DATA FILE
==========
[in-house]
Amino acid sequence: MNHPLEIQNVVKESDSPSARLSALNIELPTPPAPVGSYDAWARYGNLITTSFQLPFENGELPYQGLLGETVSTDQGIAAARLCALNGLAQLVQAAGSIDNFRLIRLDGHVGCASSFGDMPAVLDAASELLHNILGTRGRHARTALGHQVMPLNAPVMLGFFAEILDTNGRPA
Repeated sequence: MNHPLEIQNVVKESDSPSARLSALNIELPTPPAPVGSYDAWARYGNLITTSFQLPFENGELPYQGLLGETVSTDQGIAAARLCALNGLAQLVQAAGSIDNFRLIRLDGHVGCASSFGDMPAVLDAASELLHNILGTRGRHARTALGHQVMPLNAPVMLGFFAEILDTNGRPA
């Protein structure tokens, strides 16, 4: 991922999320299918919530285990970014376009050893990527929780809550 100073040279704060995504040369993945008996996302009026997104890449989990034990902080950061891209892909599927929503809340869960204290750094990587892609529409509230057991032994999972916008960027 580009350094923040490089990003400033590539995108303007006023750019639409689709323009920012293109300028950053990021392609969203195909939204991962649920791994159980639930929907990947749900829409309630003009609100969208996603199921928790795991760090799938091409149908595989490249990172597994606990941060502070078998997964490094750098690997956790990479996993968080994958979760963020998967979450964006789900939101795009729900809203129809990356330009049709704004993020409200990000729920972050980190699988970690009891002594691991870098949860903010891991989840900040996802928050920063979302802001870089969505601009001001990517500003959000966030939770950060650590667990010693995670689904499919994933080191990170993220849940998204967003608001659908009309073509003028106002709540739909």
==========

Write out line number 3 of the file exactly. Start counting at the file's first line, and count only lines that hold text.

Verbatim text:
Repeated sequence: MNHPLEIQNVVKESDSPSARLSALNIELPTPPAPVGSYDAWARYGNLITTSFQLPFENGELPYQGLLGETVSTDQGIAAARLCALNGLAQLVQAAGSIDNFRLIRLDGHVGCASSFGDMPAVLDAASELLHNILGTRGRHARTALGHQVMPLNAPVMLGFFAEILDTNGRPA